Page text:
Creativity, conservation

Kundai  Marunya
When award-wining stand-up comedian and celebrity chef Carl Joshua Ncube and his wife Nelsy Ncube first announced their idea to build a mobile home, many tags were cast on them. Some thought it was jest, others called them broke with another group labelling  them mentally challenged.

Who can blame people of limited creativity as this was a new concept none had come across in a country where camping is done only for a few days or weeks when one is on holiday, but never as a permanent lifestyle.

After all, Hollywood movies depict trailer parks as homes for the uncultured low lives and the poorest.

The Ncubes only opened their ears for constructive criticism.

They had their eyes set on an adventure; one that is now taking shape and could probably see them rolling in style as they tour South Africa in August.

“When we moved back to Zimbabwe in 2017, we knew economic recovery would take some time so the initial initiative was to move to Victoria Falls because it allowed for me to still be able to do my comedy performances internationally but also be able to perform for an audience with a capacity of earning foreign currency which is helpful for someone constantly on tour like me.

“Moving to Victoria Falls was the first step. Next was to figure out how to live off grid, and that is when we came up with the idea of starting Camp Feel Good, which is a mobile camp.

“The idea is, we own a number of tents and people can come stay with us and we can earn some revenue that way. We thought if we had to sell that concept, we also needed to live it.

“Living in the tent was one of the first ways of living off grid. We then came up with an idea of building a mobile house that we could take around the country or even outside the country. That’s how it all started,” explained Carl.

Camp Feel Good is a concept that will teach the new generation about creativity, conservation and camping.

The camp will teach how to manage, use and make the most of the resources that inhabitants have to share on earth.

In February, through suggestions from friends who had seen them rant about their concept online, the couple approached Wild Horizons, a local tour operator who was getting rid of their old mini-bus.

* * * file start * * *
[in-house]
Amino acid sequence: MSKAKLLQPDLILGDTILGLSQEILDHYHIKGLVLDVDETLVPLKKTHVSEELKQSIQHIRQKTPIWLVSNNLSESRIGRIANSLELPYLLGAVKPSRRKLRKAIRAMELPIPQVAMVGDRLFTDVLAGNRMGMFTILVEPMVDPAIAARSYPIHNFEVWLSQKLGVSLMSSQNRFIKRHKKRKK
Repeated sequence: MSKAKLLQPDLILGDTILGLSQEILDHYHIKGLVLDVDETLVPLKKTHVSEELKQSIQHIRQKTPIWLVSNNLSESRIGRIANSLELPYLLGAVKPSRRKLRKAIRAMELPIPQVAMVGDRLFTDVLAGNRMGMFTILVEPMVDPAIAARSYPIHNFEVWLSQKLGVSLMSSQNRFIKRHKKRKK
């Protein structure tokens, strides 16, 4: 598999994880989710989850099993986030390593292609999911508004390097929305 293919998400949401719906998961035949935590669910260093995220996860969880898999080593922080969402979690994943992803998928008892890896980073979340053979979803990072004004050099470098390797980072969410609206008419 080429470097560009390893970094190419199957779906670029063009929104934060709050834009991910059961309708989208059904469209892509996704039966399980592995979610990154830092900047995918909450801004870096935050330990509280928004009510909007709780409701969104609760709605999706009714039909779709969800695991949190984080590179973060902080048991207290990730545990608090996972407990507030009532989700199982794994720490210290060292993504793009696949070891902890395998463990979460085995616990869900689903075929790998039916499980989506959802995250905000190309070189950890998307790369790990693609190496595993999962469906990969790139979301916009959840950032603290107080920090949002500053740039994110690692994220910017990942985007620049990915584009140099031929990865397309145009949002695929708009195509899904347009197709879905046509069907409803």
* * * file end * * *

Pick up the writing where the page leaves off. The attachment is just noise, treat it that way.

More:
They were given the bus for free.

“It was basically a shell with no engines but the seats were still there. We started stripping everything; gear-box, ceiling, and the floors; cleaning it out so we could start our built,” he said.

The Ncubes then put a structure that would hold everything they wanted to put in the bus.

“It starts off at the front end where the driver’s seat was, where we have put in a bed.

“The bed is followed by a lounge where we built an L-shaped couch. On the left side we have a stove and counter top. On the right, we have a sink and a fridge, a bit of counter space with overheard cabinets. In the back we will have a shower, toilet and washing machine,” said Carl.

Most of the carpentry and some electrical work has been done.

Once finished, the mobile home will have two solar panels with supporting power generation equipment, two fresh water tanks, a grey water tank (used water that can be re-purposed), a toilet, shower, and gas heater for the water among other necessities.

The couple had to move in early before their mobile home was finished because their tent was destroyed by baboons while they were away for work.

They, however, hope to finish building it by August.

“We should be able to totally live off the grid. We expect this to be a home that we can travel in.

“By August, we are supposed to have wheels on the bus and we are supposed to have a vehicle for the tour. We tour at our own time though there are some gigs along the way,” said Carl.

Ncube has comedy performances in Johannesburg and Cape Town, South Africa in August.

This progress is testament to how with determination, many dreams can be achieved. The couple met challenges along the way.

“There are obviously a lot of challenges when you decide to embark on this off grid lifestyle. Firstly, people think you have run out of money, but it’s quite an expensive undertaking.

“We have had to move into a camp site, the equipment required to build this bus is expensive, the economy has been changing which has not been fortunate to us.

“We know there are a lot of hiccups along the way, but this kind of lifestyle is probably the best one that I would encourage a lot of people to follow.”

“The challenges have been there but the reason why we have done this is because of the challenges that would come being in such a volatile economy like Zimbabwe’s.”

The Ncubes were fortunate to meet partners like Wild Horizons who gave them the bus, Masters Paint and Hardware who gave them material to use on their bus, and  Rest Camp who allowed them to build the mobile home within their camp site.

With their story being told on various social media platforms, a lot of interest has been generated.

Many people now approach them to get an understanding of what their concept is about.

“We are framing ourselves as story tellers wanting to tell a positive African story. We want to talk about the positives from Africa. Doing so has resonated with a lot of people on

line, seeing the choices that we have made and why we have made those choices.

“We try to always tell people that this is about living off grid, living sustainably; it’s about not being reliant on the system (paying rent and rates, working nine to five, the rat race).

“If we take a leaf from the book of some of our rural folk you will notice that living off grid is not a bad thing after all,” said Carl.

Source :

the herald

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